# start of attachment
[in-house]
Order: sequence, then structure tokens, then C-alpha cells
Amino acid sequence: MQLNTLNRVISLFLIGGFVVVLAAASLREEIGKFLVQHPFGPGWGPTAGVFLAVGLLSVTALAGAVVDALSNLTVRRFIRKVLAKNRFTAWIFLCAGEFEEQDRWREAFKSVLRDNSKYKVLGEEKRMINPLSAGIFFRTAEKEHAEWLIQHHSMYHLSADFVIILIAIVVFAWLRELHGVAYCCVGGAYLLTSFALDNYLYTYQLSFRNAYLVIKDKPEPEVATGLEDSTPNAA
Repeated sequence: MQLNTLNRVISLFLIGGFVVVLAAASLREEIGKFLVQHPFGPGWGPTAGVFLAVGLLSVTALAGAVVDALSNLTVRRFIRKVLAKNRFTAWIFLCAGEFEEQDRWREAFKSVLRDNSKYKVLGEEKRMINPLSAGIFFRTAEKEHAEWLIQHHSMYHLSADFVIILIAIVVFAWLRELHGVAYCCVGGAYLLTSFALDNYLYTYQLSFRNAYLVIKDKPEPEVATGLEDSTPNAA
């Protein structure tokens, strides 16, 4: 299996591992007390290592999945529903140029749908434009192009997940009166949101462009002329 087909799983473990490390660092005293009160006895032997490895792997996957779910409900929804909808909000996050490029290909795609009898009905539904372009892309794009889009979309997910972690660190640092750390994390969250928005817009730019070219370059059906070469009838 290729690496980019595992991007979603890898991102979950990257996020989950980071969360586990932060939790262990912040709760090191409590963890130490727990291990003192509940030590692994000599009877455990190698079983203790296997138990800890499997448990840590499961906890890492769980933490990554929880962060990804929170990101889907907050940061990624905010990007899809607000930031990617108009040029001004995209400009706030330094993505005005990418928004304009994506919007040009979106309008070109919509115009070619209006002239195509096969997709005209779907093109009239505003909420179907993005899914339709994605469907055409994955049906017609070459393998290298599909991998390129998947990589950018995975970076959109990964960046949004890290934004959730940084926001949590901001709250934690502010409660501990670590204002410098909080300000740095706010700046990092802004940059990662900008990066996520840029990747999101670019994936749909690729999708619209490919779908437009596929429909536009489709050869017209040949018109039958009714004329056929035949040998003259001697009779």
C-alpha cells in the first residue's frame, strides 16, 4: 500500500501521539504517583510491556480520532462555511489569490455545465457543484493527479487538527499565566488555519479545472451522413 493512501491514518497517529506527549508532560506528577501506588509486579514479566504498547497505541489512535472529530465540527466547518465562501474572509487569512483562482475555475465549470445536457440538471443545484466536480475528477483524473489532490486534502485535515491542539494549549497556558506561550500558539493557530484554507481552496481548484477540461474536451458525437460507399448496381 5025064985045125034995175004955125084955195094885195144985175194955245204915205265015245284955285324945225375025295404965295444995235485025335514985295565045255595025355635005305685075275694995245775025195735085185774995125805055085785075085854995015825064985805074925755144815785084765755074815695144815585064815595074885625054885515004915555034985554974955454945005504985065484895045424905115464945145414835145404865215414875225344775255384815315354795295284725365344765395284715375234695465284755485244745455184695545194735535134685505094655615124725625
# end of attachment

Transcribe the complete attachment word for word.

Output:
[in-house]
Order: sequence, then structure tokens, then C-alpha cells
Amino acid sequence: MQLNTLNRVISLFLIGGFVVVLAAASLREEIGKFLVQHPFGPGWGPTAGVFLAVGLLSVTALAGAVVDALSNLTVRRFIRKVLAKNRFTAWIFLCAGEFEEQDRWREAFKSVLRDNSKYKVLGEEKRMINPLSAGIFFRTAEKEHAEWLIQHHSMYHLSADFVIILIAIVVFAWLRELHGVAYCCVGGAYLLTSFALDNYLYTYQLSFRNAYLVIKDKPEPEVATGLEDSTPNAA
Repeated sequence: MQLNTLNRVISLFLIGGFVVVLAAASLREEIGKFLVQHPFGPGWGPTAGVFLAVGLLSVTALAGAVVDALSNLTVRRFIRKVLAKNRFTAWIFLCAGEFEEQDRWREAFKSVLRDNSKYKVLGEEKRMINPLSAGIFFRTAEKEHAEWLIQHHSMYHLSADFVIILIAIVVFAWLRELHGVAYCCVGGAYLLTSFALDNYLYTYQLSFRNAYLVIKDKPEPEVATGLEDSTPNAA
């Protein structure tokens, strides 16, 4: 299996591992007390290592999945529903140029749908434009192009997940009166949101462009002329 087909799983473990490390660092005293009160006895032997490895792997996957779910409900929804909808909000996050490029290909795609009898009905539904372009892309794009889009979309997910972690660190640092750390994390969250928005817009730019070219370059059906070469009838 290729690496980019595992991007979603890898991102979950990257996020989950980071969360586990932060939790262990912040709760090191409590963890130490727990291990003192509940030590692994000599009877455990190698079983203790296997138990800890499997448990840590499961906890890492769980933490990554929880962060990804929170990101889907907050940061990624905010990007899809607000930031990617108009040029001004995209400009706030330094993505005005990418928004304009994506919007040009979106309008070109919509115009070619209006002239195509096969997709005209779907093109009239505003909420179907993005899914339709994605469907055409994955049906017609070459393998290298599909991998390129998947990589950018995975970076959109990964960046949004890290934004959730940084926001949590901001709250934690502010409660501990670590204002410098909080300000740095706010700046990092802004940059990662900008990066996520840029990747999101670019994936749909690729999708619209490919779908437009596929429909536009489709050869017209040949018109039958009714004329056929035949040998003259001697009779």
C-alpha cells in the first residue's frame, strides 16, 4: 500500500501521539504517583510491556480520532462555511489569490455545465457543484493527479487538527499565566488555519479545472451522413 493512501491514518497517529506527549508532560506528577501506588509486579514479566504498547497505541489512535472529530465540527466547518465562501474572509487569512483562482475555475465549470445536457440538471443545484466536480475528477483524473489532490486534502485535515491542539494549549497556558506561550500558539493557530484554507481552496481548484477540461474536451458525437460507399448496381 5025064985045125034995175004955125084955195094885195144985175194955245204915205265015245284955285324945225375025295404965295444995235485025335514985295565045255595025355635005305685075275694995245775025195735085185774995125805055085785075085854995015825064985805074925755144815785084765755074815695144815585064815595074885625054885515004915555034985554974955454945005504985065484895045424905115464945145414835145404865215414875225344775255384815315354795295284725365344765395284715375234695465284755485244745455184695545194735535134685505094655615124725625